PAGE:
June 8th, 2016 ~ Vol. 85 No. 23
New Grizzly bear recovery plan
Crowsnest Pass Herald Front Page
Calgary, AB – A draft of the new Alberta Grizzly Bear Recovery Plan (2016-2021) was released yesterday and CPAWS Southern Alberta is hopeful that the new plan will mean on-the-ground changes towards reducing threats to grizzly bears, improving Alberta’s landscape health and increasing education and awareness about bear safety.

Grizzly bears were first listed as Threatened in Alberta in 2010 due to concerns over low population numbers, deteriorating habitat caused by fragmentation and high levels of human-caused mortality. The Recovery Plan outlines a provincial strategy of actions needed to address these threats and to recover the species.

“In my initial review, the overall direction of the Recovery Plan looks positive.” says Katie Morrison, Conservation Director with CPAWS Southern Alberta, “We are pleased to see that the plan uses the most recent research on road densities and their effect on grizzly bears.”

The Plan identifies public motorized access associated with increasing road density as a major contributor to human-bear conflicts that have resulted in grizzly bear deaths. Human-caused bear deaths, including poaching, vehicle and train collisions, self-defense kills and hunters mistaking a grizzly for a black bear, are often facilitated by motorized access into bear habitat and put bear populations at risk.
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Much of the grizzly bear habitat on Alberta’s public land is highly fragmented with roads and motorized trails, many times greater than the research indicates is good for bears. Addressing issues to connect habitat and limit disturbances is critical to recovering grizzly bears.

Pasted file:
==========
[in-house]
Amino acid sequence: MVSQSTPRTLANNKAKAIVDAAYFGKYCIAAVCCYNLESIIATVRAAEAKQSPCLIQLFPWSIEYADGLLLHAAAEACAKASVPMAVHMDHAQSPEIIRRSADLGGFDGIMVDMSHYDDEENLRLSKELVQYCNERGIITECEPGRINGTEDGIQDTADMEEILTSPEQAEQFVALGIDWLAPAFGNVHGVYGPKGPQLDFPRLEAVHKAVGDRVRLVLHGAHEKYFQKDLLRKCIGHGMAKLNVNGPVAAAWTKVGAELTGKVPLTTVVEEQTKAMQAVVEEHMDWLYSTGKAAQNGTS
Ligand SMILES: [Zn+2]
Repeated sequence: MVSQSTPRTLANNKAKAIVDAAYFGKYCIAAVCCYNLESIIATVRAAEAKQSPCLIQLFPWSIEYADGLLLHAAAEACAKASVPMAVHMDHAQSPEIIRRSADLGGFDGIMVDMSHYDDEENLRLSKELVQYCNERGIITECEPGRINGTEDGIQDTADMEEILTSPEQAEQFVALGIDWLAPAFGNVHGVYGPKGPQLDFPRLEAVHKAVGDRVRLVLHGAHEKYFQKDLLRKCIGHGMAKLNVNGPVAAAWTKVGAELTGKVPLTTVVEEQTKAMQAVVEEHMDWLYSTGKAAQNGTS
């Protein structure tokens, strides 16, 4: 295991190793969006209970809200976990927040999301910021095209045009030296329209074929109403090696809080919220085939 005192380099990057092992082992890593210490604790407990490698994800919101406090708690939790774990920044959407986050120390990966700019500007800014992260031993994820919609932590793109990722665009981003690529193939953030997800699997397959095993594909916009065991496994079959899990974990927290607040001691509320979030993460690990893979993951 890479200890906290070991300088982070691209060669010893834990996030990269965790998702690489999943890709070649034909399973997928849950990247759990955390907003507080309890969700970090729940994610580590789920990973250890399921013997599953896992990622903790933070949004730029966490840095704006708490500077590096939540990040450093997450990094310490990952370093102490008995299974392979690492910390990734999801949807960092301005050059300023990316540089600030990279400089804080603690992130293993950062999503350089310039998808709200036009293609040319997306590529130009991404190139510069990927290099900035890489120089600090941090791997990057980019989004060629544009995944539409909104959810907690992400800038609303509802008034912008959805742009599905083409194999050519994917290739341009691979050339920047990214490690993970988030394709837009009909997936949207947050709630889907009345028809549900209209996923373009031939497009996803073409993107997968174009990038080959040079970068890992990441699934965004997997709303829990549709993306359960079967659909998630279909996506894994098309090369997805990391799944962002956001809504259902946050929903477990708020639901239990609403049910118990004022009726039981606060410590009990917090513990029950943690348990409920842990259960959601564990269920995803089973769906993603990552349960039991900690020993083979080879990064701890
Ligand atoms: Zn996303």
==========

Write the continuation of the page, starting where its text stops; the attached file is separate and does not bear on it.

“Setting science-based limits on motorized access into grizzly bear habitat is a key part of ensuring we are managing our landscape for healthy bears and safety of people; however, these limits cannot just exist on paper, we will need to see real action to close and reclaim many of these roads and trails” adds Morrison.

CPAWS Southern Alberta also supports the renewed focus in the Recovery Plan to support communities and landowners in bear country through education and conflict-mitigation strategies. As with reclamation of trails, community programs will need dedicated funding to help people co-exist with grizzly bears as the species recovers.
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Albertans are proud of our world-class wildlife. In particular, grizzly bears symbolize the wild and free spaces that Albertans value. There is room in Alberta for recreation, ranching, and resource development, but we also need to conserve and connect our best wildlife habitat. Managing the landscape for grizzly bears also provides habitat for many other species, helps maintain fish and healthy aquatic ecosystems, and protects clean and abundant supplies of water for downstream users.

It is important for Albertans to provide their input into this plan before July 15. CPAWS Southern Alberta will be doing a thorough review of the plan that will be available at cpaws-southernalberta.org
June 8th ~ Vol. 85 No. 23
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